Fri, Jan 27, 2017 - Page 3 News List

INTERVIEW: College students need leeway: deputy minister

Deputy Minister of Education Chen Liang-gee told ‘Liberty Times’ (the ‘Taipei Times’ sister paper) reporters Jennifer Huang and Rachel Lin that universities should review their educational philosophy and seek to return to the roots of education in the light of declining birth rates in the nation

Liberty Times (LT): Last year has been referred to as the final year before the government begins closing down multiple universities. What is the future of Taiwanese higher education?

Chen Liang-gee (陳良基): The nation’s declining birth rate is a pressing issue, but more important is a lack of motivation to learn — and in addition the inability to focus social resources in nurturing talent.

High rates of absenteeism or the lack of interest during class is reflective of low motivation. It is as if Taiwanese children are seeing their college days as a late childhood period where they are free to do as they please.

More than 50,000 students delay their graduation for various reasons each year. Higher education must question how universities can gain a competitive edge via faculties and resources.

University education is supposed to foster skills that would be useful to society. In line with that thought, my own educational philosophy is that educators must employ different educational methods for different students to better motivate them and cultivate their potential.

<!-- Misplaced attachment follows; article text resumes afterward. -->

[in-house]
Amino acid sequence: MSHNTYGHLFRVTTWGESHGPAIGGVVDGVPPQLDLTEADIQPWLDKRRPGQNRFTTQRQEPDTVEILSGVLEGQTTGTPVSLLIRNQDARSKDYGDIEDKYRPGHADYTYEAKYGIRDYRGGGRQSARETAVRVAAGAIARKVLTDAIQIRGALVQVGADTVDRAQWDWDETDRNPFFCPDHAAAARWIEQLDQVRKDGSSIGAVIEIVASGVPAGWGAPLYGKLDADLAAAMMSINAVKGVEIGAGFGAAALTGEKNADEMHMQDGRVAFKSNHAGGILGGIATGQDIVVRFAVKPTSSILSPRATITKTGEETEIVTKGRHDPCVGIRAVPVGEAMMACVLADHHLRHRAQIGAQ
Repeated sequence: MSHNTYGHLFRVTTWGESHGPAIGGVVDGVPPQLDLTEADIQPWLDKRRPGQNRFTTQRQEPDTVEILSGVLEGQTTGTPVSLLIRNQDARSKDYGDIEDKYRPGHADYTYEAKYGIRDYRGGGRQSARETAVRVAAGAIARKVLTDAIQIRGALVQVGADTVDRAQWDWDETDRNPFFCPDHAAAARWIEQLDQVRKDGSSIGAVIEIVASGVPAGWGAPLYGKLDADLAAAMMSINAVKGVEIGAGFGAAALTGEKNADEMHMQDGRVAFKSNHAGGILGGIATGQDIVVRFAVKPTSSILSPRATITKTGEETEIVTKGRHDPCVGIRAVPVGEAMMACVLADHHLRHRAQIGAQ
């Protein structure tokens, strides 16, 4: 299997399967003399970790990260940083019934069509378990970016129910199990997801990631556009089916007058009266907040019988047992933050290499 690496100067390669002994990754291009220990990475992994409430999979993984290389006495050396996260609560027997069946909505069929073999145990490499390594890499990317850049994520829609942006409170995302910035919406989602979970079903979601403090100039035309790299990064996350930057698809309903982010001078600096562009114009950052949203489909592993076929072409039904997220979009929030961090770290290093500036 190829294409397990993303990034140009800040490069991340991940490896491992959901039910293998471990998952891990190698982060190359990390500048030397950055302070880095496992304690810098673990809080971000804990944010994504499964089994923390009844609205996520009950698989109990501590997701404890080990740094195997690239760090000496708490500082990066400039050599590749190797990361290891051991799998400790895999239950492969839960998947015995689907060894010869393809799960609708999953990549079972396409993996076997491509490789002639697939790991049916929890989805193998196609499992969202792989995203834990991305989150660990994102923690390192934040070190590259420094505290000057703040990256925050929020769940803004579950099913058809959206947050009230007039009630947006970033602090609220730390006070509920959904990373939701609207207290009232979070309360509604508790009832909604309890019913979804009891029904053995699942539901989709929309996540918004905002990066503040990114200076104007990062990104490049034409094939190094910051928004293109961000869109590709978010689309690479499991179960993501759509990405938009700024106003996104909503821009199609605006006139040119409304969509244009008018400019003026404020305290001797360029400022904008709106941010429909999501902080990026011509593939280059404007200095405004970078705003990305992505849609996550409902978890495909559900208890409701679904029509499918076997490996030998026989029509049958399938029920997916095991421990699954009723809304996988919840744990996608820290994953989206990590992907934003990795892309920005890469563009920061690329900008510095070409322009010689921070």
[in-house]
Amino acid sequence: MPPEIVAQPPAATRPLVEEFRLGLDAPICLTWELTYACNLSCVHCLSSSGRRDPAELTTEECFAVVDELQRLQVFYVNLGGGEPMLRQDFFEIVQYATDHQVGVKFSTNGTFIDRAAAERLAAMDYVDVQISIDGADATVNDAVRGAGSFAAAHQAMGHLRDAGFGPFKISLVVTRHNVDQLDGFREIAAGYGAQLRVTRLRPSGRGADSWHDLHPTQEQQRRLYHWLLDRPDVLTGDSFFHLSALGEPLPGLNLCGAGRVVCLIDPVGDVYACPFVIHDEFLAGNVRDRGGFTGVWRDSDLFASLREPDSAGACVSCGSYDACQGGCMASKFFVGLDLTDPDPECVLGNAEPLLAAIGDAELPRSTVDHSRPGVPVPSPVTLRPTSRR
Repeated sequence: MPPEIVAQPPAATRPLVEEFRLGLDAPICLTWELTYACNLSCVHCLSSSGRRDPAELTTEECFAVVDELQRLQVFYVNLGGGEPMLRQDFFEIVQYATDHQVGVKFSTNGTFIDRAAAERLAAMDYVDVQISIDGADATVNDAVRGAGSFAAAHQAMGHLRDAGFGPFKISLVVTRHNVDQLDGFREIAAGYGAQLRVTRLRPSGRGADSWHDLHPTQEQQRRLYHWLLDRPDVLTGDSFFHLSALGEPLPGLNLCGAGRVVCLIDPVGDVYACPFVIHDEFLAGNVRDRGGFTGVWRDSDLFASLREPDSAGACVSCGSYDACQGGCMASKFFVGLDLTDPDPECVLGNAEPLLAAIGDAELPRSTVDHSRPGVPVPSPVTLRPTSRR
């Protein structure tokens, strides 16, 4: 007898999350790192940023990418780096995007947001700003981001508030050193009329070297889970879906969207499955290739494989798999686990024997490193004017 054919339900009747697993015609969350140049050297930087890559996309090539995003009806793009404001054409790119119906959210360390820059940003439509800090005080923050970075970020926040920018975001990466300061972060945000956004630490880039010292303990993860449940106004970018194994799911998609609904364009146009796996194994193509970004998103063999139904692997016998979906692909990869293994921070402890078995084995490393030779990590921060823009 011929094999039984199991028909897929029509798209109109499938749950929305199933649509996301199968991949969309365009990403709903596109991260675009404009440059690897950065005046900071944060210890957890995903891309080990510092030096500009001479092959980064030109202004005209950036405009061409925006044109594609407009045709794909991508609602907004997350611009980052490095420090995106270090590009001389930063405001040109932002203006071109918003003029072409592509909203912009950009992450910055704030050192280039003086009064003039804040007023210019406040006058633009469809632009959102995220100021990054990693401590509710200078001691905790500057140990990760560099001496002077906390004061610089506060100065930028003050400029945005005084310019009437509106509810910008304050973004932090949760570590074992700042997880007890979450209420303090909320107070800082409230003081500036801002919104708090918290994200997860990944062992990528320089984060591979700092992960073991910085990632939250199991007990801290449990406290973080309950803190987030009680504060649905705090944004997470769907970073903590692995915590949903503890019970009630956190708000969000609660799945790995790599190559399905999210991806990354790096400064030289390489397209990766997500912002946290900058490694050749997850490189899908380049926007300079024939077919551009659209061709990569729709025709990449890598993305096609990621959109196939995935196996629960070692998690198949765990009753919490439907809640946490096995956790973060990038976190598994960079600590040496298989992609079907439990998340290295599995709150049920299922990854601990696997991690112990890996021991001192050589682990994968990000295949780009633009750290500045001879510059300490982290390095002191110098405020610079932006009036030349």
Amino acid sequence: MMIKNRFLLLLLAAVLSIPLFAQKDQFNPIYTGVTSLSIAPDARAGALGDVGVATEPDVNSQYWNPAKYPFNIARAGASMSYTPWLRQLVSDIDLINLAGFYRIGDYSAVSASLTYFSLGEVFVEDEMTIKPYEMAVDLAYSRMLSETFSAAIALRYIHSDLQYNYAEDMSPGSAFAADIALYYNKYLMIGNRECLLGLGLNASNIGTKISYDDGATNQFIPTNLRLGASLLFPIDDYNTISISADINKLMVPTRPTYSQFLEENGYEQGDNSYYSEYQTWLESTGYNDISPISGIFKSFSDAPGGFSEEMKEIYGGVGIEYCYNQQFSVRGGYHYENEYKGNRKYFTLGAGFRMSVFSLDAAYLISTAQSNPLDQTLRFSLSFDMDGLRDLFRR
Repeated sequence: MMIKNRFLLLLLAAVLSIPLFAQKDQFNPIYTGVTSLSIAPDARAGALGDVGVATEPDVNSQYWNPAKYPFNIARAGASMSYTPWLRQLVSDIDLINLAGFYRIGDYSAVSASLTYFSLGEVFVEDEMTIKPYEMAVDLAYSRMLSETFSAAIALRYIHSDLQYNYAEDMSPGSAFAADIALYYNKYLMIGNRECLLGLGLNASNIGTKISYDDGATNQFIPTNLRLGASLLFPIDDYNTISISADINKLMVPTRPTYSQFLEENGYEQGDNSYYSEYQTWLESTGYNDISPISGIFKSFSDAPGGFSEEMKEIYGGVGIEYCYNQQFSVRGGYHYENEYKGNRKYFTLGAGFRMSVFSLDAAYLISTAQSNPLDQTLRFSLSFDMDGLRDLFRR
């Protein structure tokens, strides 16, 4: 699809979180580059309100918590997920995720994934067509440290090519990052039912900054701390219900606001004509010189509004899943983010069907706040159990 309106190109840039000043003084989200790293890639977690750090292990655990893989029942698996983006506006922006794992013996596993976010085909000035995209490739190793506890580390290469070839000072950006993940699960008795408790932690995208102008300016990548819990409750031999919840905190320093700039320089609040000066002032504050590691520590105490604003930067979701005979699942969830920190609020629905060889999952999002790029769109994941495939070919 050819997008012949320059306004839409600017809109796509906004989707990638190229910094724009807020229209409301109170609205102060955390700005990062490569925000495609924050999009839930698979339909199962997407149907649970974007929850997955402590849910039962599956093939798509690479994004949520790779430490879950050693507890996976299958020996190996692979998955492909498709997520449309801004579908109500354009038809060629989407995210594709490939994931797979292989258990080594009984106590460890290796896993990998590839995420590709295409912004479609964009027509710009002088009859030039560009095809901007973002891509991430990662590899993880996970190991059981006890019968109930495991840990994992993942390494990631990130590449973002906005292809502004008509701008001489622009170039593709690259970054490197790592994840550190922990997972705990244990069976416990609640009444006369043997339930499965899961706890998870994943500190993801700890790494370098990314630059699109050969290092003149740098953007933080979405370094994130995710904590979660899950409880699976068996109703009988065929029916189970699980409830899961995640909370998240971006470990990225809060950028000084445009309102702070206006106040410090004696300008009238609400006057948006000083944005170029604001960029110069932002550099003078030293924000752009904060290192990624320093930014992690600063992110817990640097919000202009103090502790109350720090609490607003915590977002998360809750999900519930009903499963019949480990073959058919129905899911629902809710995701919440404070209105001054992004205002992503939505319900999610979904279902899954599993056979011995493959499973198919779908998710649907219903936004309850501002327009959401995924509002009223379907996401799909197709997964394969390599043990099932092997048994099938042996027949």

The educator should be like a gardener, cultivating and rearing different plants, instead of a carpenter that makes rigid wooden frames.

LT: If higher education aims to make the graduates useful to society, what practical abilities should they learn during this stage of education?

Chen:I think universities’ prime goal is to boost students’ initiative to learn. Vast social resources have gone into universities in hopes that the knowledge, techniques and abilities learned there would help solve society’s problems.

Only when students feel they are needed and that their education can be applied, will they be more inclined toward learning.

Universities must change their model of educating and teaching. Previously, universities were the font of education; now information could be found on the Internet. Universities must adapt by teaching how to assimilate knowledge, train students in detecting problems and foster the ability to solve them.

A number of renowned educational institutions around the world are making said changes. In the case of engineering education at Stanford University, it required that students take courses in calculus, then progress toward hydrodynamics and engineering mathematics.

Under such a learning model, the student is encouraged to work on projects based on the knowledge of hydrodynamics. The student would then be motivated to take courses on hydrodynamics, which requires another course on calculus.

Corporations have constantly complained about the gap between application and knowledge, which is due to the expectations of hiring the “T-type” employee, which is defined as an employee who is sufficiently knowledgeable in both their professional subject and a side subject, so that they could work across different departments.

In regards to this shortfall, colleges should seek to provide more opportunities for cross-subject learning.

Universities should also provide students with the experience of failure, as students would thereby be conditioned and learn from their mistakes instead of giving up. Even students from Stanford have been shown to have a 90 percent chance of failure when starting an entrepreneurial business.

Taiwanese universities should offer chances for students to practice founding businesses. Such training would provide the students the experience and courage to continually strive to establish their own business in the face of failure.

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